Category: How words are forme

Sucking the hind tit : related idioms

Who says there’s no food here?

Last Sunday, our six-year-old female Staffordshire Bull Terrier gave birth to six beautiful and healthy puppies. One was distinctly smaller than his four black brothers and sister and I feared he would be left to feed off the ‘hind tit’.

Among animals that birth multiple young in a litter such as dogs and pigs there is fierce competition for the milk and with puppies, bashing each other around with paws and heads is a common site around feeding time.

Less is more in the writing discipline

Make your verbs work
Verbs must do the hard work in a sentence

I am reading a book in which the author has swamped the pages with an oversupply of adjectives.

Of course, this is just my opinion, but I find the need to qualify every verb and every noun in the sentence an overreach and, worst of all, a punishment to the text. And the reader.

Say it all in the essay

In my school days, I loved writing essays and sometimes the result was so impressive that my teachers rewarded me with the highest marks in the class.

Such was the honour that I was called upon to read my composition to my lesser scoring classmates.

The joy of serendipity

No work today.

I read the SMS on Monday with surprise, delight and near disbelief.Then I realised the universe had conspired to serve my needs.

Can writers be replaced by Artificial Intelligence?

Be afraid. Be very afraid.

Stand aside fellow writer as a machine does your work.

This is highly possible, and as early as 2018, if writings on the power and glory of Artificial Intelligence (AI) is anything to go by.

How big is your appetite for words?

Browsing through the Huffington Post, I happened upon a blog about strange and wonderful words.

When I reached the end of the text, I realised with horror that I have been known to groke on several occasions.

Why is spelling a bee?

bees at work

This is a question that has been on my mind ever since my encounter with the movie Akeelah and the Bee in 2006, and I was again reminded of it when I saw the term in a recent article.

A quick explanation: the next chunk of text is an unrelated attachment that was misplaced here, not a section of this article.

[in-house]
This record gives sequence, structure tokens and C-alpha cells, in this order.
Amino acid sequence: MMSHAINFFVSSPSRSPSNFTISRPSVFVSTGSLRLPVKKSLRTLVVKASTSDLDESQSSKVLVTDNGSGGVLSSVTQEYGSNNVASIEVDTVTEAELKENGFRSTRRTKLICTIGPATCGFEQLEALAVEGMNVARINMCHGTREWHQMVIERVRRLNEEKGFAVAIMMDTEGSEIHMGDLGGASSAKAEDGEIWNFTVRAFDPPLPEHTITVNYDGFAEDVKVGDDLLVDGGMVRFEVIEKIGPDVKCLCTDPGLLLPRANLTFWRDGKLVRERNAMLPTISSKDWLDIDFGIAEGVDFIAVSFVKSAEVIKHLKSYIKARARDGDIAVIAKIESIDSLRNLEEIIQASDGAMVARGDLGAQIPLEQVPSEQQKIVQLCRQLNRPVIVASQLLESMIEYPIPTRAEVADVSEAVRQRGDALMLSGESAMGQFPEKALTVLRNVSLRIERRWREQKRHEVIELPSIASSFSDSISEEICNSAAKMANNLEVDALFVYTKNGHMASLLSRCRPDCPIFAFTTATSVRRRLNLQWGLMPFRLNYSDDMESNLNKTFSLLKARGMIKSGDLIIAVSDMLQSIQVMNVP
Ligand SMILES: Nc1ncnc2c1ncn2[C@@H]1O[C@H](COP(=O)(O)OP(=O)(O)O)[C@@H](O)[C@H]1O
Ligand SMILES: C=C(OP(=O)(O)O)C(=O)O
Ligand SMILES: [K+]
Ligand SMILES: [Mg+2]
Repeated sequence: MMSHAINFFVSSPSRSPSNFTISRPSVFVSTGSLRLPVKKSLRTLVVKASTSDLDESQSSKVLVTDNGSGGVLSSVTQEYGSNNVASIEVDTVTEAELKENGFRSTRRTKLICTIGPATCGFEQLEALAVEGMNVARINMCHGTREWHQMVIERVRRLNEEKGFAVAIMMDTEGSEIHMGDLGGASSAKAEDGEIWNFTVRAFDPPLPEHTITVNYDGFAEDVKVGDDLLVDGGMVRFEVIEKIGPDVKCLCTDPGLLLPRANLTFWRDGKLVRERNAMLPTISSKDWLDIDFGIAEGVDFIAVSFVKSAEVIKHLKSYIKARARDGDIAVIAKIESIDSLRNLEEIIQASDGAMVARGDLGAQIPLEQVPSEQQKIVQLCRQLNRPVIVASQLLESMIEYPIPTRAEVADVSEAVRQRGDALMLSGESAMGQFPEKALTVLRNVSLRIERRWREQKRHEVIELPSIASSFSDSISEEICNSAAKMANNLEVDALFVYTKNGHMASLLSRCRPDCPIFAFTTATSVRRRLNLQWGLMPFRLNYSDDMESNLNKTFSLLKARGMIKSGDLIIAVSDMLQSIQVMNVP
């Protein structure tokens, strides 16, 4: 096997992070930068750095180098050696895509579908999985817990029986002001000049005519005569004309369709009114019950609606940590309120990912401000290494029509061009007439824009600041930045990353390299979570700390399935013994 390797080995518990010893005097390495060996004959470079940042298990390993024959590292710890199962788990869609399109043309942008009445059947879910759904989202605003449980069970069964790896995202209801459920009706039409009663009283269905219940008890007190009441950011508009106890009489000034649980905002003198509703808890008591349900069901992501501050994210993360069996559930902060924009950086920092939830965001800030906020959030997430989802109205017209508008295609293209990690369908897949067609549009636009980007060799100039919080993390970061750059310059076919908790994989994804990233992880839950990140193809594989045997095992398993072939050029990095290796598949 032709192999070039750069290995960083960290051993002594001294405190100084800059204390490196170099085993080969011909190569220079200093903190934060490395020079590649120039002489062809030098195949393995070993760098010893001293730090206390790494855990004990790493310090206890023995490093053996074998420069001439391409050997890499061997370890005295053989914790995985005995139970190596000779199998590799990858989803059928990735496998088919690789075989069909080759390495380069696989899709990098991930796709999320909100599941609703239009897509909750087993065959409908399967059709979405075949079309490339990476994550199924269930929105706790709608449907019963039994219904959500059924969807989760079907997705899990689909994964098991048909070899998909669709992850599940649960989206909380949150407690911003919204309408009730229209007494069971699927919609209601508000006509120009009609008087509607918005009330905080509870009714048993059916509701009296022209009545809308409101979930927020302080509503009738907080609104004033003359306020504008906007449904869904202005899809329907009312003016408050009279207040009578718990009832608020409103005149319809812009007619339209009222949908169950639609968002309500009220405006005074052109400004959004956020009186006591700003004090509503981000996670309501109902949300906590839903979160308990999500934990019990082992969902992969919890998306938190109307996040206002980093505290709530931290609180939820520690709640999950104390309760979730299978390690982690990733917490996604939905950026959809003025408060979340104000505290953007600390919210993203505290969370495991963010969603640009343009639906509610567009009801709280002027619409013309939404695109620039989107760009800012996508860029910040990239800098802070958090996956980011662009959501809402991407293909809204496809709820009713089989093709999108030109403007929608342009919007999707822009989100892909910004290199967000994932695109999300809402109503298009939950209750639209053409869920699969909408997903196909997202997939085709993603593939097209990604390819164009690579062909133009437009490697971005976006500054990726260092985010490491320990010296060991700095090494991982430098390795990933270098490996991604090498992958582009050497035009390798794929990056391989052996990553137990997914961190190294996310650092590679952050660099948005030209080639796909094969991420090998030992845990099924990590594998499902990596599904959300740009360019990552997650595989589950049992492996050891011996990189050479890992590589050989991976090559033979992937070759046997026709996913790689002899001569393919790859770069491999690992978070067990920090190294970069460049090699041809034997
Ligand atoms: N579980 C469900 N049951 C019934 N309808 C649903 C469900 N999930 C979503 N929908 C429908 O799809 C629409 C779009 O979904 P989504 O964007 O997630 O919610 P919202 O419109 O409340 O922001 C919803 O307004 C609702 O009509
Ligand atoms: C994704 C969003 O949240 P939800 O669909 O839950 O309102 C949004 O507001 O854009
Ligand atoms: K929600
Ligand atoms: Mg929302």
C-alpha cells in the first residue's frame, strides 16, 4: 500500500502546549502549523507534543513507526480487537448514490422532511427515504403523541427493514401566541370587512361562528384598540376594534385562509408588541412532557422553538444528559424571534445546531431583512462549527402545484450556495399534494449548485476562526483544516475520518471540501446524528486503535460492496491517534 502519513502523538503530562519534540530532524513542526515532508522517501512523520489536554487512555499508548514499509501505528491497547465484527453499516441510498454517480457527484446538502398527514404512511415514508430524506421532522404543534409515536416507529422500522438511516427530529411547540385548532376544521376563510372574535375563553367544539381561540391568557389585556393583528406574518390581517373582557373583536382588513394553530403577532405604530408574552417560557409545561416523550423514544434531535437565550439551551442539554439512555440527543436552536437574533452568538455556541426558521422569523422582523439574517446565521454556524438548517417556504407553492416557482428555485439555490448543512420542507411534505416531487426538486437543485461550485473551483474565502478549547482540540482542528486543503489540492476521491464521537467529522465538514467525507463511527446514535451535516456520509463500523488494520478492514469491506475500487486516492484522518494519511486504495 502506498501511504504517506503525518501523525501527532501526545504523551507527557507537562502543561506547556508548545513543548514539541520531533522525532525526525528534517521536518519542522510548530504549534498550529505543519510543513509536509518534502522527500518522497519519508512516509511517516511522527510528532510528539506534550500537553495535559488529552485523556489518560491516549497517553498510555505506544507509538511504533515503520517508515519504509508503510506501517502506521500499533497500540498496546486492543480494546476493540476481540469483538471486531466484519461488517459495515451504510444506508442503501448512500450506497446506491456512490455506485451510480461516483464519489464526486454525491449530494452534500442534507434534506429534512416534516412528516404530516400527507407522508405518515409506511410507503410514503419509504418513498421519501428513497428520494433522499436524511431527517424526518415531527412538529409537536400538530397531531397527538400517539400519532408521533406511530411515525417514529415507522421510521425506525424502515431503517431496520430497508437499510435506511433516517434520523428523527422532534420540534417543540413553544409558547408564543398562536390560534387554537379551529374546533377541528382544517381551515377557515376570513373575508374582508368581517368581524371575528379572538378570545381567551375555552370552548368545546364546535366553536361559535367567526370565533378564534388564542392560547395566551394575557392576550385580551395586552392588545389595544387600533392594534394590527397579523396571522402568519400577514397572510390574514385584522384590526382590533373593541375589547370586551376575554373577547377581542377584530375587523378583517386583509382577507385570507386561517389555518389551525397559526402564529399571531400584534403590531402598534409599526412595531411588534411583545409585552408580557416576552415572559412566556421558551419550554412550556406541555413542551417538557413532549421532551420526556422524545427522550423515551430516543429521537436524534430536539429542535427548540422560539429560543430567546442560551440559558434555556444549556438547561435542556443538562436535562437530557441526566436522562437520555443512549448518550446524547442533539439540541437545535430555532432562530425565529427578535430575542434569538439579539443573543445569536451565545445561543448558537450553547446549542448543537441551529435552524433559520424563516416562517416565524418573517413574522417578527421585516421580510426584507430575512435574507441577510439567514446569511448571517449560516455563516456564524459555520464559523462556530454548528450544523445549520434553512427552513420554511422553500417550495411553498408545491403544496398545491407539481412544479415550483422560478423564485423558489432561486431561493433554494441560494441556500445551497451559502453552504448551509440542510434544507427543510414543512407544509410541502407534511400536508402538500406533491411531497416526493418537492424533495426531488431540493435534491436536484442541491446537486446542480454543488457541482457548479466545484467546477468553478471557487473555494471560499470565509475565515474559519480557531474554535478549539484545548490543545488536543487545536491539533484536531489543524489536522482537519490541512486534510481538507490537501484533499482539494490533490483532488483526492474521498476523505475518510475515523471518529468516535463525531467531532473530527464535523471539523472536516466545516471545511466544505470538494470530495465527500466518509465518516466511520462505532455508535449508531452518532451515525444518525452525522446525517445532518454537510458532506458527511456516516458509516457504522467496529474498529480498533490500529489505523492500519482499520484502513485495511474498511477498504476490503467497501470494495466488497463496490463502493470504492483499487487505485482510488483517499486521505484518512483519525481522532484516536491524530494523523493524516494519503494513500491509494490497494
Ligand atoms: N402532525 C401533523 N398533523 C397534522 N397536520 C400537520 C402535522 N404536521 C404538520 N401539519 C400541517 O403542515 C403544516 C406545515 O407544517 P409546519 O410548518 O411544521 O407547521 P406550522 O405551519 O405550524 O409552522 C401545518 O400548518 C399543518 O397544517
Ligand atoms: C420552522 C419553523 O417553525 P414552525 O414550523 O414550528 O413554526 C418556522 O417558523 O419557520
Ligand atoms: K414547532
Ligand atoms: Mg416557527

Like many historians and students of language my assumption was that it had to do with that ever-busy, honey producing insect, the bee.

Conniption over court appearance: A modern day hissy fit

Conniption

Last month I received a self-sealing letter in the post. These are usually some or other form of traffic infringement notice. Indeed, it was. But it was red. This was the first time in my life that I had received a fine in red. Reading further, I found the fine showed a photograph of a car that is not mine, for a date on which I was not available, in a city I haven’t visited for more than 10 years. “No admission of guilt”, the document warned.

Thinking I would have to show up in court to defend these outrageous allegations, I had a conniption. Or a conniption fit, as is sometimes incorrectly stated.

Why is surgery an operation?

Why is surgery an operation?

When asking this question, it brings to mind a scenario in a sitcom. For example, in The Nanny, Fran could be devastated when she learns that Mr Sheffield has to go for surgery. “Oh, an operation,” she might exclaim, explaining to herself that her boss will be going under the knife.

In modern language, surgery and operation are used interchangeable but not in equal measure.

Very, very, completely: Keep language crisp and clean

I was alerted to my default descriptive style about two weeks ago. It happened when I ran my own document through spell check prior to a more serious edit and it stopped me at ‘really, really’.

I realised these words were redundant and creating unnecessary hyperbole.